Hyperplasia In Aged Male Dogs
Hyperplasia of the prostate gland is a benign expansion due to an increase in how many cells within the gland and happens in about 2/3 of aged male pet dogs. However, only a small percentage of these puppies ever show any recognizable signs of the abnormality. The main cause is unknown but is thought to be an imbalance of the hormones generated in maturity testicles. As the prostate is located directly below the rectum, the enlarged gland may press up against the rectal walls and cause difficulties and suffering while defecating, straining, and constipation. Unlike man, there is rarely any pain or problems in urinating.
Treatment with an estrogen injection usually prevents the symptoms, reduces the size of the prostate within five or six days, and will keep it that way for several months, in most cases, and occasionally for several years. Some few pet dogs respond poorly, or not at all, and can be helped only by castration, which causes a permanent shrinking of the prostate.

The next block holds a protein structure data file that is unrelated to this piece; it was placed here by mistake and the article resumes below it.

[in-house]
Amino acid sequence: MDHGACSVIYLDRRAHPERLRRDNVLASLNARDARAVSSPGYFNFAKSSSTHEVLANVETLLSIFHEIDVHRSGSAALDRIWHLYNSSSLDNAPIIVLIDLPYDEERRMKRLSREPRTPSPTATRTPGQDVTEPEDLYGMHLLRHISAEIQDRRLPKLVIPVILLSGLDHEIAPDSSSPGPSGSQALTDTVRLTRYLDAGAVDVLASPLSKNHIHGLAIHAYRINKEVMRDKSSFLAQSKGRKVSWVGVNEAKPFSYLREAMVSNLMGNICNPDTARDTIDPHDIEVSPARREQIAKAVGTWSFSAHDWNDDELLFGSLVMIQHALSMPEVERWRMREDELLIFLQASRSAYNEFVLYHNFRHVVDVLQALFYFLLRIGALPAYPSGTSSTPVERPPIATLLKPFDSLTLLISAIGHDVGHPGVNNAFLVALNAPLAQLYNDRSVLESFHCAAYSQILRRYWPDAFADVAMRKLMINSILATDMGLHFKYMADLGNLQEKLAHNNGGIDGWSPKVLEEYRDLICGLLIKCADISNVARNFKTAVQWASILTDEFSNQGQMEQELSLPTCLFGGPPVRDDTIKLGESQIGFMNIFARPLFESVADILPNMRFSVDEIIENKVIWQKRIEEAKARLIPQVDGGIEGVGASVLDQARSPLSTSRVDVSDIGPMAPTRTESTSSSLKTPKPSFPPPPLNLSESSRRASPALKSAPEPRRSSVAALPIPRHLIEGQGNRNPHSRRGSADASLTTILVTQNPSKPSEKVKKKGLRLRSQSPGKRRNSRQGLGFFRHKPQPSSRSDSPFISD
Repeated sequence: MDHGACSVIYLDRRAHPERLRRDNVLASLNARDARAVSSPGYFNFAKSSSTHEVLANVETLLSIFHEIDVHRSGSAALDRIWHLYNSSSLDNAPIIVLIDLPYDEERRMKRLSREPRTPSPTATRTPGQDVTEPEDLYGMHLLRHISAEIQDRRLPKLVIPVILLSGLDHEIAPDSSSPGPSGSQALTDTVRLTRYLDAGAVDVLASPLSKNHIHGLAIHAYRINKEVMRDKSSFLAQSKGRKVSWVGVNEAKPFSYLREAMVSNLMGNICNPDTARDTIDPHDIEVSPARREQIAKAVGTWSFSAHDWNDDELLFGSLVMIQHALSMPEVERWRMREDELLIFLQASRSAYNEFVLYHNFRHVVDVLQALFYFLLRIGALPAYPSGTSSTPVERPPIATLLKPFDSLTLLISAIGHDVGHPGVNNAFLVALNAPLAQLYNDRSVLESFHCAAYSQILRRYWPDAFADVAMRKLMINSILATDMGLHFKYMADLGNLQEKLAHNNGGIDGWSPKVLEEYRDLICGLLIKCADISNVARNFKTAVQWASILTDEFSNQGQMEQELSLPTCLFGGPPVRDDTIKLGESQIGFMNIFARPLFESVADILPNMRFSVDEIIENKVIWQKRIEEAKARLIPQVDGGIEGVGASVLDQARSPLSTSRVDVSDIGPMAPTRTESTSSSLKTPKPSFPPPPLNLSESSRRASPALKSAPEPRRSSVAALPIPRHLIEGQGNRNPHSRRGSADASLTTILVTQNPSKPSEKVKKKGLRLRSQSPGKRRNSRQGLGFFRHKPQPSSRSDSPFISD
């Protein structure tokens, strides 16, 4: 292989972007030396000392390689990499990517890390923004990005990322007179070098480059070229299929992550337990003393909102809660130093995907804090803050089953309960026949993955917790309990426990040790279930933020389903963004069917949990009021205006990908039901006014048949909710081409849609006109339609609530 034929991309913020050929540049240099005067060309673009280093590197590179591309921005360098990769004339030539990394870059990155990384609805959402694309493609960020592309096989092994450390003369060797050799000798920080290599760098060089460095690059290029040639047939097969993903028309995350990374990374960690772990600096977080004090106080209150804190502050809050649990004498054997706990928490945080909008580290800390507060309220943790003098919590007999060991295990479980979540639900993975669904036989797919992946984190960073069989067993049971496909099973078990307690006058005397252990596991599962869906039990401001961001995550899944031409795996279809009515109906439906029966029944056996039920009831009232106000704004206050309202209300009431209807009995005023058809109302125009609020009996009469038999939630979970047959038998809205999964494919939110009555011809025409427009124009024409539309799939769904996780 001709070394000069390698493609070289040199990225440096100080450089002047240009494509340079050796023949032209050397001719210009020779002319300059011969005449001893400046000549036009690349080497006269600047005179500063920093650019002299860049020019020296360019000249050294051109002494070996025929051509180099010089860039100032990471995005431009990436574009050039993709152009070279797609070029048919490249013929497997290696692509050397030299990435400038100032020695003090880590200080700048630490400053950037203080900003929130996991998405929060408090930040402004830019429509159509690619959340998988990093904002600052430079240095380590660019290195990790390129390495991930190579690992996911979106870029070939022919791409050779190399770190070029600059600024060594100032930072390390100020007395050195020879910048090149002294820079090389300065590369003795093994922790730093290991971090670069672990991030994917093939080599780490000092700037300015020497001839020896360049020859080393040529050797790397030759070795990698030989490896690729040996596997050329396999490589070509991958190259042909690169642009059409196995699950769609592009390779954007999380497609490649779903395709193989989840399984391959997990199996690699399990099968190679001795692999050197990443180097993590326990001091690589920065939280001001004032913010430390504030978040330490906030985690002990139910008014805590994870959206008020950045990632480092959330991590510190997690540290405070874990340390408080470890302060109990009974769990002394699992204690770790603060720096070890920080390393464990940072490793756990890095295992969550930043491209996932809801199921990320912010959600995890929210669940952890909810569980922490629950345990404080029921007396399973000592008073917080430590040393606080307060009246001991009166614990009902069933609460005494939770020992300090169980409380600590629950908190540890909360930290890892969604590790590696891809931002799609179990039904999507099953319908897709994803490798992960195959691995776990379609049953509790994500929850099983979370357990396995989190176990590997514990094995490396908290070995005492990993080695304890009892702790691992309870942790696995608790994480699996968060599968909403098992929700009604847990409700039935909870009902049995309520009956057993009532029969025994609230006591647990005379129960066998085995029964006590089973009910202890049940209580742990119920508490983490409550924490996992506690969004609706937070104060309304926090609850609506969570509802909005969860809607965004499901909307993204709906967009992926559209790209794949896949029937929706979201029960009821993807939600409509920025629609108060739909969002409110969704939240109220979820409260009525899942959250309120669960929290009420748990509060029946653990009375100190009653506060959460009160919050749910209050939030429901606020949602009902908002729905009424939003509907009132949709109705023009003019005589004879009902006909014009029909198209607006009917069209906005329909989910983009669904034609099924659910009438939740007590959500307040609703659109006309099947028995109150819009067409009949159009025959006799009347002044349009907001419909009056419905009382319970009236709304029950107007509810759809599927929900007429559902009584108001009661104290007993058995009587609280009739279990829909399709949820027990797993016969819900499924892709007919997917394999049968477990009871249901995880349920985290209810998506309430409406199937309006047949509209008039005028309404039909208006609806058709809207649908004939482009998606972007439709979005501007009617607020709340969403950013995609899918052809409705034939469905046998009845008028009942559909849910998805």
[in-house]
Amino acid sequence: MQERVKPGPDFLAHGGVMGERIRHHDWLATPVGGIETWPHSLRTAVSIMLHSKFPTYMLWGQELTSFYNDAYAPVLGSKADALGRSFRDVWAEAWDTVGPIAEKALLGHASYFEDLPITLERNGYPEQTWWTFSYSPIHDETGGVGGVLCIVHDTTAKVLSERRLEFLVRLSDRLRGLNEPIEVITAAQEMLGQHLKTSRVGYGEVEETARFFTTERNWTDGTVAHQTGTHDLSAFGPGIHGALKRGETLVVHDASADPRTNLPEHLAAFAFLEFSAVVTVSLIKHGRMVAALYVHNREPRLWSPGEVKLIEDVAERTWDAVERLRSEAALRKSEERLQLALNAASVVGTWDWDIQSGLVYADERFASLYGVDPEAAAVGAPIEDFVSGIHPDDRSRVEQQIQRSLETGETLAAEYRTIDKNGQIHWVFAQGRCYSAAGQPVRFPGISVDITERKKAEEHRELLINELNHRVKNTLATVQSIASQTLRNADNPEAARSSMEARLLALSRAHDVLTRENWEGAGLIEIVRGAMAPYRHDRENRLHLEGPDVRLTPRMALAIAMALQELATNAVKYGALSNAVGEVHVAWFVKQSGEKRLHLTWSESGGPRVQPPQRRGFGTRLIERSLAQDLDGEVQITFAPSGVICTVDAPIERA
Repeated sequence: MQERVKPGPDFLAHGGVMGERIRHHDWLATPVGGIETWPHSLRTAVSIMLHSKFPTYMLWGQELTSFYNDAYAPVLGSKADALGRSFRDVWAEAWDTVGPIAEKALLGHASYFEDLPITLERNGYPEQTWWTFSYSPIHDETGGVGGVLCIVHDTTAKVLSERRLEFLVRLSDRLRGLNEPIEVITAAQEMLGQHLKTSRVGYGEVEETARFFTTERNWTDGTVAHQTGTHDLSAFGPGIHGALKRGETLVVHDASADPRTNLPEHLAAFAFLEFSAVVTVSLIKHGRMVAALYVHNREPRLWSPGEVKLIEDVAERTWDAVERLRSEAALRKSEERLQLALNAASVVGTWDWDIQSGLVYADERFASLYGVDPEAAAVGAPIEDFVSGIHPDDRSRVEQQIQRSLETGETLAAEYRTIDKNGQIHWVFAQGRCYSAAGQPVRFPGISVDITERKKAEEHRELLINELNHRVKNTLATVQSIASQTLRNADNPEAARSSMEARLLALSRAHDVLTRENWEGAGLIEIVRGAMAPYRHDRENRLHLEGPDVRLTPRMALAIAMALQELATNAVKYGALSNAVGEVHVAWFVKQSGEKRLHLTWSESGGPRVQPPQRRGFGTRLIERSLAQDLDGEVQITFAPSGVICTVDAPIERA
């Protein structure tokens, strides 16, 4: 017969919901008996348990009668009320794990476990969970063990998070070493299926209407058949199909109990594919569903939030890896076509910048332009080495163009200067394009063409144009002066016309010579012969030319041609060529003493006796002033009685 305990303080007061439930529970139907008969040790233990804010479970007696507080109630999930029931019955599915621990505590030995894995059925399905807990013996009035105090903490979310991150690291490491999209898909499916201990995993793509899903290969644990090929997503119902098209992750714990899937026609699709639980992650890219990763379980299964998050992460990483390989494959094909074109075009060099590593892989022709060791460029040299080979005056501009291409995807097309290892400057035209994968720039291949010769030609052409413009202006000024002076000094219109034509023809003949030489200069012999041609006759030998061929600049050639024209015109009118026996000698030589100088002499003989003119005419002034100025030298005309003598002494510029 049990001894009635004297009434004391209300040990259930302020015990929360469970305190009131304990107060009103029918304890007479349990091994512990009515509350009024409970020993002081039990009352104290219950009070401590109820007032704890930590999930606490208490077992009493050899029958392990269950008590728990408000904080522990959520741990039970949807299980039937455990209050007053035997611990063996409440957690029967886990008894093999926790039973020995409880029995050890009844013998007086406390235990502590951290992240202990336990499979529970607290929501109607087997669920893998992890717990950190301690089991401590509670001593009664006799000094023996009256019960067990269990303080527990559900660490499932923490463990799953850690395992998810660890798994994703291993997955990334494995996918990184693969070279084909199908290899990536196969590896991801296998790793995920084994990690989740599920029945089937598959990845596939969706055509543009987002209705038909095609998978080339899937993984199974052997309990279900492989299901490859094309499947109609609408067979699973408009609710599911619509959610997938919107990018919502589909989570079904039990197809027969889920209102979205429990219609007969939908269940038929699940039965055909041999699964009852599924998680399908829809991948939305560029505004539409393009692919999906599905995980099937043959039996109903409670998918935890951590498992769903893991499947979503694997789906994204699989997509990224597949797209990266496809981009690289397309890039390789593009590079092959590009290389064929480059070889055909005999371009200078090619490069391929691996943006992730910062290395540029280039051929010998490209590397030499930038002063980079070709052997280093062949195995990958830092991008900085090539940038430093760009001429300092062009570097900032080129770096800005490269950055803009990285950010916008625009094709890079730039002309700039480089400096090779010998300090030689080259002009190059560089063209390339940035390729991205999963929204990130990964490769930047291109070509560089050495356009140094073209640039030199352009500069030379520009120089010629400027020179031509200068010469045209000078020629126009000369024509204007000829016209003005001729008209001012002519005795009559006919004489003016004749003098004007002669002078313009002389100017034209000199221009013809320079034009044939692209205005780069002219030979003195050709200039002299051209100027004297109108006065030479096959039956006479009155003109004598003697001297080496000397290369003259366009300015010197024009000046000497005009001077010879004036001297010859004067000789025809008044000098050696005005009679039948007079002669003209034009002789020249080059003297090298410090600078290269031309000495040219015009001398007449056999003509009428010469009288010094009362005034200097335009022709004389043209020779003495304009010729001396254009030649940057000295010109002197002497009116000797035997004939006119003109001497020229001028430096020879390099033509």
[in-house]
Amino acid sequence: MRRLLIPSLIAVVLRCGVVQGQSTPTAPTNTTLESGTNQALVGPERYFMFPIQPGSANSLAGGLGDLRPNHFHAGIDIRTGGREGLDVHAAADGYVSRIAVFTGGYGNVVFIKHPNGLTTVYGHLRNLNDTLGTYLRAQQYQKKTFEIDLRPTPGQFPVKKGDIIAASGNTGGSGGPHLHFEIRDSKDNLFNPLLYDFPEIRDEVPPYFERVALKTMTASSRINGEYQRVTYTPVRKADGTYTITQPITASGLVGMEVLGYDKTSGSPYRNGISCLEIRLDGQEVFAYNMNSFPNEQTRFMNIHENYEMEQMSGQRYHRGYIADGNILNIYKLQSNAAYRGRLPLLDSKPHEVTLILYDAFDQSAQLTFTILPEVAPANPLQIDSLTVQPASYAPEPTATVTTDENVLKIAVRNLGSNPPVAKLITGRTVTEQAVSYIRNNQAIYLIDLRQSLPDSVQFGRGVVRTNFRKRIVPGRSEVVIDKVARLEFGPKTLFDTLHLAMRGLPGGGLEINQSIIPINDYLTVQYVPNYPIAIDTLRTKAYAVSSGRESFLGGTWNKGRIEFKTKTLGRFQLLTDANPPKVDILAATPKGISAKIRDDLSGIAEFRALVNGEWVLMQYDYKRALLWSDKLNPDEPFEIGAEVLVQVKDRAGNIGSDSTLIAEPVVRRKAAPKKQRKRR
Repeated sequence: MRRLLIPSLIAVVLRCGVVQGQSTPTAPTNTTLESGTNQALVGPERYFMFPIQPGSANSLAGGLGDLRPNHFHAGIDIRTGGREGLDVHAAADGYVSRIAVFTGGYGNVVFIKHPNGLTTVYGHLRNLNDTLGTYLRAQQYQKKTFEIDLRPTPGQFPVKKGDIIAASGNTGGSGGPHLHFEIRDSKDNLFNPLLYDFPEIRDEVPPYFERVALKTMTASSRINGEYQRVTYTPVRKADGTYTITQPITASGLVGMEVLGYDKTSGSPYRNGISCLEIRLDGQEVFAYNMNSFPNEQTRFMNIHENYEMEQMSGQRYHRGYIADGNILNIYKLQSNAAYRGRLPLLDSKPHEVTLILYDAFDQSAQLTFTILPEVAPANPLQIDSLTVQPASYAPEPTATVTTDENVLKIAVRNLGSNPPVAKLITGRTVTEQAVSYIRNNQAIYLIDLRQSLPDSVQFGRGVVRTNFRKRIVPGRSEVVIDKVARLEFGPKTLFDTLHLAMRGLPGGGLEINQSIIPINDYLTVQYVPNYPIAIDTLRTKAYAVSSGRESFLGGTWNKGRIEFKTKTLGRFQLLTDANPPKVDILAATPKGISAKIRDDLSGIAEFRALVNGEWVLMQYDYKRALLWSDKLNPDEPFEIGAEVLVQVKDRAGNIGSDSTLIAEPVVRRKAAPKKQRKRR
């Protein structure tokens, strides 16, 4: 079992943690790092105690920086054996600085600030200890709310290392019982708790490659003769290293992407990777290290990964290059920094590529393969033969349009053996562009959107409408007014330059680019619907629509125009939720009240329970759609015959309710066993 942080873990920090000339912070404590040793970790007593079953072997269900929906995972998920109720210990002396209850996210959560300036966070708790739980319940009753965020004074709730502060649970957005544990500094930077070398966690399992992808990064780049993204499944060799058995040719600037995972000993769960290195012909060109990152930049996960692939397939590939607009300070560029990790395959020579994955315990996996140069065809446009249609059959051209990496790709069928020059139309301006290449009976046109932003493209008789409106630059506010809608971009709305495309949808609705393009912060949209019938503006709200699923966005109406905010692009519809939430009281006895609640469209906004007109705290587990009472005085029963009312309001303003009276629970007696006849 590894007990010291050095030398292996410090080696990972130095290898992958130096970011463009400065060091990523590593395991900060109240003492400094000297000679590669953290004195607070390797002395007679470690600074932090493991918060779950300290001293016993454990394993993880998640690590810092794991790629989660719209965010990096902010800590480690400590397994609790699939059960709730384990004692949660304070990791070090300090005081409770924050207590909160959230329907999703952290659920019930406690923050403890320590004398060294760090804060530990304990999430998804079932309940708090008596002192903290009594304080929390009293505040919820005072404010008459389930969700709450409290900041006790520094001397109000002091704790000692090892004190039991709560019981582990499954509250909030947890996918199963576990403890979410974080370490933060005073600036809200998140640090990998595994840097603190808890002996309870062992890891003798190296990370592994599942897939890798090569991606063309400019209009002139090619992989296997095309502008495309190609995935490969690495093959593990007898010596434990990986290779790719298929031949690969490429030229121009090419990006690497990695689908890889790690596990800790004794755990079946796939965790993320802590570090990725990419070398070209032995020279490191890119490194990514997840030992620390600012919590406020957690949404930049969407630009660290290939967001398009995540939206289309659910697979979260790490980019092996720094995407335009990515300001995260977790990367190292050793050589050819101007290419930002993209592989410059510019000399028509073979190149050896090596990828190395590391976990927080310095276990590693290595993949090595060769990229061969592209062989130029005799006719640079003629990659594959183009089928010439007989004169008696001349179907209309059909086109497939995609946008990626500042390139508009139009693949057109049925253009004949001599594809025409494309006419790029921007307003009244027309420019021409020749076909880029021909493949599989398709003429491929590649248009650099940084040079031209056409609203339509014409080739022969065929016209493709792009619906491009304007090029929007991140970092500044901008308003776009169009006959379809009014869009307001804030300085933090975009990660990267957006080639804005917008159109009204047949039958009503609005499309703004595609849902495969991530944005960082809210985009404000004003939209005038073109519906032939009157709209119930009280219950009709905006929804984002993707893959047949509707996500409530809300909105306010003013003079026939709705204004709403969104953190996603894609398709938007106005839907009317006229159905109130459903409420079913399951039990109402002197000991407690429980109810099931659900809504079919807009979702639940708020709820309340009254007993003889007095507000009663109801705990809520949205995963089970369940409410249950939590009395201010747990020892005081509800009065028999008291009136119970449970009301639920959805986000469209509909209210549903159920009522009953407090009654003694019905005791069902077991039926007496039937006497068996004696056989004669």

Should your dog need this operation, he will be home from the hospital in just a few days, but you should keep him quiet and resting for at least one week. A low-bulk diet may be advised for several days. He will probably walk cautiously at first, experiencing some slight suffering each time he moves a rear leg. This may prompt him to lick or bite at the stitches. Restraint collars or tranquilizers may be used for a short time until the operation is healed and the stitches can be removed.
Most cancers of the prostate is rare in puppies and fortunately so, because by the time any noticeable symptoms develop, the tumor has almost always spread to other parts of the body, making it inoperable. Severe loss of weight, lameness in one or both rear legs, pain and problems during urination, blood at the beginning of urination, and low back pain may be present in addition to difficult defecation and constipation. Castration or estrogen therapy offer temporary relief of symptoms, but the tumor continues on its destructive course. A recent breakthrough discovery holds out hope that immunotherapy may be successfully used to treat prostatic cancer but such research is still in its infancy.
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